Prof. Bo Huang
Departments of Pharmaceutical Chemistry, Biochemistry and Biophysics; University of California, San Francisco (UCSF)
Prof. Huang’s lab at UCSF aspires to generate a map of the entire proteome of endogenous proteins in human cells. Towards that goal they use and develop novel imaging modalities including eSPIM, a high numerical aperture epi-illumination form of selective plane illumination microscopy (SPIM). Using a galvanometer mirror to drive the position of an oblique light sheet, and a unique combination of re-imaging objectives angled to match the angle of the illumination sheet, they can image 34 slices per volume of 35x35x7 µm and collect 14 volumes per second. This allows for high-throughput volumetric imaging.
Imaging with short exposure times is necessary to collect more than 450 frames per second and accurately combine them into 14 volumes, this demands the most out of the camera. Live-cell imaging at these rates will not allow increases of excitation laser power, as phototoxicity becomes an issue. Cameras with a limited field of view decrease the number of cells measured, requiring repeating experiments to generate sufficiently robust measurements. Prof. Huang told us they needed the camera to be most efficient at gathering signal, as well as have a high frame rate and appropriate pixel size for sampling the high resolution available in their optical design.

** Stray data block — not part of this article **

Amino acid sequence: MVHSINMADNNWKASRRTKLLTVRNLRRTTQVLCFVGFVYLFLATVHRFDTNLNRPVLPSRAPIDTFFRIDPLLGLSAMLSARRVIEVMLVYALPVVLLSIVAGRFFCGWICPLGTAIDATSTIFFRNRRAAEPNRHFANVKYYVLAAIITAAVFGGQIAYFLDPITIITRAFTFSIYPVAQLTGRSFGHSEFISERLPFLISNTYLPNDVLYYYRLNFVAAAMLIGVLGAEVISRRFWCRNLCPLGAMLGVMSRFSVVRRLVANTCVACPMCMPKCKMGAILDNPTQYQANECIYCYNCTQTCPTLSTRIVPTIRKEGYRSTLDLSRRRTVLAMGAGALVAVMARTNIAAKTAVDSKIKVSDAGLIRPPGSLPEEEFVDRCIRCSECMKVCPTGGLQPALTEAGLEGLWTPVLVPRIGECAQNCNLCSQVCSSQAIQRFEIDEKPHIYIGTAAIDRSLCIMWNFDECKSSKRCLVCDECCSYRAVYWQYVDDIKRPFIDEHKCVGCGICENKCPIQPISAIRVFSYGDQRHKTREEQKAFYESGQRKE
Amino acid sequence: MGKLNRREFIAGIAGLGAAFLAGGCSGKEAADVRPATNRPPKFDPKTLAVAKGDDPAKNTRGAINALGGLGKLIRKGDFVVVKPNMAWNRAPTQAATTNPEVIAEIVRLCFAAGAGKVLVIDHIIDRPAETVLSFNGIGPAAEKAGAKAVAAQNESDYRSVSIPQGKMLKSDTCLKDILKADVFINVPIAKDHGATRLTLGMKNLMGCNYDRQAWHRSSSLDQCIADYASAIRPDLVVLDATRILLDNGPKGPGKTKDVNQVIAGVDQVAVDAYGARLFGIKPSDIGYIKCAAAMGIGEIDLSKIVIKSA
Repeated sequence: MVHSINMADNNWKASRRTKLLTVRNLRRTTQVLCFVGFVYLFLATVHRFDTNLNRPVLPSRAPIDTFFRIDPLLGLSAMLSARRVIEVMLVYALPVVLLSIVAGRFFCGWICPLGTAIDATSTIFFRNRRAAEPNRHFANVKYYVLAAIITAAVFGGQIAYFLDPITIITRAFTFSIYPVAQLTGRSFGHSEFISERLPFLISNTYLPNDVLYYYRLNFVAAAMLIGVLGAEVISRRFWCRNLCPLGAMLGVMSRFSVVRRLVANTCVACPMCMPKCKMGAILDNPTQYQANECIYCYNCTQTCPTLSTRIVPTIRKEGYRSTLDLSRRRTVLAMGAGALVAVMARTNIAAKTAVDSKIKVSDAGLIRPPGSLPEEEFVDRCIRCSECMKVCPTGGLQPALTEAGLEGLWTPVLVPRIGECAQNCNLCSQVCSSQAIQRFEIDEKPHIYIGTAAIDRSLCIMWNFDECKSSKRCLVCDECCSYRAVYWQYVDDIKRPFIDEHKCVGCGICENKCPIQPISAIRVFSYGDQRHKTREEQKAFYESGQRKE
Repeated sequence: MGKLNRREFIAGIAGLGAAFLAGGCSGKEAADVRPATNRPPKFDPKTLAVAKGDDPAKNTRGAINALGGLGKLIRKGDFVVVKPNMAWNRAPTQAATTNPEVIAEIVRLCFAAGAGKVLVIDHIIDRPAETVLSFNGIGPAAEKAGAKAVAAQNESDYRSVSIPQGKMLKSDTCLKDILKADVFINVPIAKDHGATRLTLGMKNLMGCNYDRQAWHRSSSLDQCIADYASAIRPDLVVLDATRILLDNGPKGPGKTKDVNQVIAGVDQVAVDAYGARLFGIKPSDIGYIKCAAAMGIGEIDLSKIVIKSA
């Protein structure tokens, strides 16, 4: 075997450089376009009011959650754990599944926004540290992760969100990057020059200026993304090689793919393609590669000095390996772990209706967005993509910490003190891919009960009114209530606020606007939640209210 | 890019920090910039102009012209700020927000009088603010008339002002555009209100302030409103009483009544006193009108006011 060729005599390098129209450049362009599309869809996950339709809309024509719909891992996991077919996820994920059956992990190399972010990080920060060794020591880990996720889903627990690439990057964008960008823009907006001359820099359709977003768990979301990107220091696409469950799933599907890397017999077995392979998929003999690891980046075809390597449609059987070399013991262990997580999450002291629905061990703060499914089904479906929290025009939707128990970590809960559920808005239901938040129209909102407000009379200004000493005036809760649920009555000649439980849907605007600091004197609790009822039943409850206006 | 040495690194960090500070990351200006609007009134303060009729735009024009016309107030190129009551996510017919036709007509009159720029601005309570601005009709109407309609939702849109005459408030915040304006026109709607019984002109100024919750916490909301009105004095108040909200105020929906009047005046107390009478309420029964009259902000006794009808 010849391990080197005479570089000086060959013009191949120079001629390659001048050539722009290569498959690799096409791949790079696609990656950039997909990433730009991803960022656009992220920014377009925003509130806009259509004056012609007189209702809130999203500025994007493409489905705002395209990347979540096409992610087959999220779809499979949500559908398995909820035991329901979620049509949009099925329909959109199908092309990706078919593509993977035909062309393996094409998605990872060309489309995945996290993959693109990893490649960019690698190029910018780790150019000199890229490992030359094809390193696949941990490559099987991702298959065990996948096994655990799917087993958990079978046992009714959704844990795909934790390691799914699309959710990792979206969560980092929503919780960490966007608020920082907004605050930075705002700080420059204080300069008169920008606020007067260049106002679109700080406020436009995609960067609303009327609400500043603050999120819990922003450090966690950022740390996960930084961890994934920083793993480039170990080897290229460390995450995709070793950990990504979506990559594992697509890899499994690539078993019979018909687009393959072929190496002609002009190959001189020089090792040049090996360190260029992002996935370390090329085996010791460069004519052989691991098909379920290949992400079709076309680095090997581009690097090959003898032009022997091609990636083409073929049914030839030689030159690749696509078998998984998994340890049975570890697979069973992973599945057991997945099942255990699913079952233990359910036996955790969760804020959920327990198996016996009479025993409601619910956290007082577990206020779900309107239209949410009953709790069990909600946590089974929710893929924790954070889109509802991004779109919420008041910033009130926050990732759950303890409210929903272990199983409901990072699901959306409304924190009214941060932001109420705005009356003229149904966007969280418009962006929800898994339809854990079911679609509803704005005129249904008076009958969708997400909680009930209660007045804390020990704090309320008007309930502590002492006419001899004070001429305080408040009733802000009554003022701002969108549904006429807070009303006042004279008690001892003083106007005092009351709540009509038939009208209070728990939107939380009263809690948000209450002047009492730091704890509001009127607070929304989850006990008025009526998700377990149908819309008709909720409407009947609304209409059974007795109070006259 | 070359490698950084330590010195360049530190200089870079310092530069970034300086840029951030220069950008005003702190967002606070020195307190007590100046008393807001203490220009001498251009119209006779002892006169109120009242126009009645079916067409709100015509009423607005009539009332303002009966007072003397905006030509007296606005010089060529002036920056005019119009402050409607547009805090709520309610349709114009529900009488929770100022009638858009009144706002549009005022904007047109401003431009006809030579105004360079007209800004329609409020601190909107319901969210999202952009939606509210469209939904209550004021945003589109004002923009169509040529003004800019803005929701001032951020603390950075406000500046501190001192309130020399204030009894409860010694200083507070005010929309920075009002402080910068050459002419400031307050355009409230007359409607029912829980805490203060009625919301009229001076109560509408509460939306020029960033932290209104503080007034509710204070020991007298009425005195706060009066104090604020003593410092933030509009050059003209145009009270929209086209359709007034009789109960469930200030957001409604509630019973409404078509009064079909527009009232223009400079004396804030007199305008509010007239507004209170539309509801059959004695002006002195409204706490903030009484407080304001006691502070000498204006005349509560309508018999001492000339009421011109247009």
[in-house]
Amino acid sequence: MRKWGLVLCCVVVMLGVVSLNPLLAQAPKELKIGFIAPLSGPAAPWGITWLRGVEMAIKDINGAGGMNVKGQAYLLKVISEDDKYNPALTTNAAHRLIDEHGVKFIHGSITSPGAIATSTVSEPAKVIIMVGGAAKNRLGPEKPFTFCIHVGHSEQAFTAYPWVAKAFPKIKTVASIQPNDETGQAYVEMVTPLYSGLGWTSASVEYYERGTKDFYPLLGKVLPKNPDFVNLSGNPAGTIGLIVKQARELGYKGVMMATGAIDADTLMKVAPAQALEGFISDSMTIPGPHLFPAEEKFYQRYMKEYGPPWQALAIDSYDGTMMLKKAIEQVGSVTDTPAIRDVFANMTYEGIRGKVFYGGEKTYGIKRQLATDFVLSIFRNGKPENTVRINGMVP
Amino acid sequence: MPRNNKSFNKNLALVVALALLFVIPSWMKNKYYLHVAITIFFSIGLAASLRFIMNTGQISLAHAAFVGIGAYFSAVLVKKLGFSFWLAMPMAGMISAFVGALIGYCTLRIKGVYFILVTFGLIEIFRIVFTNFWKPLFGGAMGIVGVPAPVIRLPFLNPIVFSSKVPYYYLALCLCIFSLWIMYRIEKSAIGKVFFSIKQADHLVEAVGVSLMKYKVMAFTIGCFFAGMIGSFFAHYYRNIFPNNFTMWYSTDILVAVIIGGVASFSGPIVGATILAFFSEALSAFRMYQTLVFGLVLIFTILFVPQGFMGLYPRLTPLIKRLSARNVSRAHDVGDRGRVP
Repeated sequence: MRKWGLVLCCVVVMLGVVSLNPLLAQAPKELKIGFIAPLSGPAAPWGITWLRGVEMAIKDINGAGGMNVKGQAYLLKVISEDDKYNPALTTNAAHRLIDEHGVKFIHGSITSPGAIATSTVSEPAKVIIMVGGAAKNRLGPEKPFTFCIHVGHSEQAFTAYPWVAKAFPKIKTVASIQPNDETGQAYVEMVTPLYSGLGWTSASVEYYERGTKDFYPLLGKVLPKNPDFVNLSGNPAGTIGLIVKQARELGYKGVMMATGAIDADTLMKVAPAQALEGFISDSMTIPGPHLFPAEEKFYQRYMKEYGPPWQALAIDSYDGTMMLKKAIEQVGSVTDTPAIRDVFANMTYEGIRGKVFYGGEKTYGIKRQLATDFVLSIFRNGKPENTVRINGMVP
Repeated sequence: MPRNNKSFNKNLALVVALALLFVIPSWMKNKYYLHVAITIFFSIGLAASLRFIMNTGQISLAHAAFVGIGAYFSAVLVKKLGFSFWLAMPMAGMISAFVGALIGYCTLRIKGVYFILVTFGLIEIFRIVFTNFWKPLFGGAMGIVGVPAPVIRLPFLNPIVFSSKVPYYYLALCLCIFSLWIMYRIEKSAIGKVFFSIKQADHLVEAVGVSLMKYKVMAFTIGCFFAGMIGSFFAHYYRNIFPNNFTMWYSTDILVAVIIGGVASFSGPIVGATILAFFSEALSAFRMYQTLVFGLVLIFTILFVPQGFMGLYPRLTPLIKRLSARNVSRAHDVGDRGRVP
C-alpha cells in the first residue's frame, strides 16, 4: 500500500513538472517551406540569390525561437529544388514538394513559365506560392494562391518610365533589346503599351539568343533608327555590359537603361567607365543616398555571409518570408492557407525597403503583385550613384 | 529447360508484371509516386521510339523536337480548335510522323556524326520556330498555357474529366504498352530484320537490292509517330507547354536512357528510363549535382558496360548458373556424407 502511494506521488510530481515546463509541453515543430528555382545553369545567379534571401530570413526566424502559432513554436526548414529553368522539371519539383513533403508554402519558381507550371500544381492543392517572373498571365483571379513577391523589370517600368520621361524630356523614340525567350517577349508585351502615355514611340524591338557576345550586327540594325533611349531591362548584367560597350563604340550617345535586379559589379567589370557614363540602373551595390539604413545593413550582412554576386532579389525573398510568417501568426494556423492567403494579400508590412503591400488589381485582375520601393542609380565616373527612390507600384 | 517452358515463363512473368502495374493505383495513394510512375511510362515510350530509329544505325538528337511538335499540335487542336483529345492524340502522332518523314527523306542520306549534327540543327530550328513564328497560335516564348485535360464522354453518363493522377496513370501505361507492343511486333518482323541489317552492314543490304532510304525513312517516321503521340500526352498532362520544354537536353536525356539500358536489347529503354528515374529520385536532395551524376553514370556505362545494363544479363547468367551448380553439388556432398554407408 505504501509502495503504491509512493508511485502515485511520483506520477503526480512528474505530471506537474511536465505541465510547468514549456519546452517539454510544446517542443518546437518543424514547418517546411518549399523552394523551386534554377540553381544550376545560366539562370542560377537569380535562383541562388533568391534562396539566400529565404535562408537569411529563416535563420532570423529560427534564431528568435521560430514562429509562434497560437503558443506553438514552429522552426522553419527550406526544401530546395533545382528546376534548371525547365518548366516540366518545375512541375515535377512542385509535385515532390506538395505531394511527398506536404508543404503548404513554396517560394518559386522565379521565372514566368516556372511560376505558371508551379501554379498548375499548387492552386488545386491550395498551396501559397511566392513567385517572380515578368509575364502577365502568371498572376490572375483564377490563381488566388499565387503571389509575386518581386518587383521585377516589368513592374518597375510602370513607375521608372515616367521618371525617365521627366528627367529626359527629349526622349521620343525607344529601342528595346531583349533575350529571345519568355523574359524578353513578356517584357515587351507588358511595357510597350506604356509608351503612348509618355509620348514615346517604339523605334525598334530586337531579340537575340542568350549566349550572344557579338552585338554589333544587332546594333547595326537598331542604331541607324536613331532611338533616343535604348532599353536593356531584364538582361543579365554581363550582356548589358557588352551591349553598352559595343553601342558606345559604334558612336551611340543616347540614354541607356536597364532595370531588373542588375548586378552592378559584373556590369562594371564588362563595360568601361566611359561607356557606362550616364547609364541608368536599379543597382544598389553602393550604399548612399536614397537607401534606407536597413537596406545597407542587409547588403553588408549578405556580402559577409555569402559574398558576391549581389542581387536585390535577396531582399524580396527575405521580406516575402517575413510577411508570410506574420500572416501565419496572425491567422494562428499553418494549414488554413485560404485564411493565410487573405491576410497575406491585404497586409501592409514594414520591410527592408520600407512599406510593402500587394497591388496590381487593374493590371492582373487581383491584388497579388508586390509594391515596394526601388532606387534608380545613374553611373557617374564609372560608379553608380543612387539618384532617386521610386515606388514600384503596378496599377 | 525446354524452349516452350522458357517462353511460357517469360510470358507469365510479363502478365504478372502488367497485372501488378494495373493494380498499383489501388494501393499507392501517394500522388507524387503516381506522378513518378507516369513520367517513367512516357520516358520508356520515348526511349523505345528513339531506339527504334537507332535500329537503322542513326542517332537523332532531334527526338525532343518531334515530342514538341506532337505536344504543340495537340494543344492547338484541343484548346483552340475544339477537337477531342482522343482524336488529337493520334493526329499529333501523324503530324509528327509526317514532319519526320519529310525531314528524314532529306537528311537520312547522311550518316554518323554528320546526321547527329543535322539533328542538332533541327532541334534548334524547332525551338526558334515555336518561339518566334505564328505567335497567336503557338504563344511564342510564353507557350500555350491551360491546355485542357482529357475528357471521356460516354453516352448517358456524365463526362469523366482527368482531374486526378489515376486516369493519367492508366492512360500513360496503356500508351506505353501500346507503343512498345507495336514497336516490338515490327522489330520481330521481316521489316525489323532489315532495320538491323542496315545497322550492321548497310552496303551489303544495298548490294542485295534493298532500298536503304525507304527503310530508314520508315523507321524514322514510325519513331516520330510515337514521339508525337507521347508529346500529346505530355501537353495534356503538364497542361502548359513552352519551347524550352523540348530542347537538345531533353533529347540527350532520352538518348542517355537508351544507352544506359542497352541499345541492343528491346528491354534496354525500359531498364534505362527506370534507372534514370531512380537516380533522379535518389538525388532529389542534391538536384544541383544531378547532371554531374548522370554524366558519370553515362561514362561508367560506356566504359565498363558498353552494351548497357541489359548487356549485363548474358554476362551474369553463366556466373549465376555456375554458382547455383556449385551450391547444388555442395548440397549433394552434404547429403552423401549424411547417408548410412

The combination of sensitivity, speed, field of view size and robust camera engineering of the Prime BSI has been very beneficial to our large-scale live cell imaging experiments.
Prof. Huang told us they found the 95% quantum efficiency, low pattern/read noise, and 6.5 µm pixel of the Prime BSI gave them the light-gathering efficiency and sampling size to meet their needs. The angled light-sheet only fills half the sensor area allowing up to 125 frames per second. Prof Huang told us they found that the Prime BSI was substantially more robust than another, previously tested, camera from a different vendor that used the same sensor.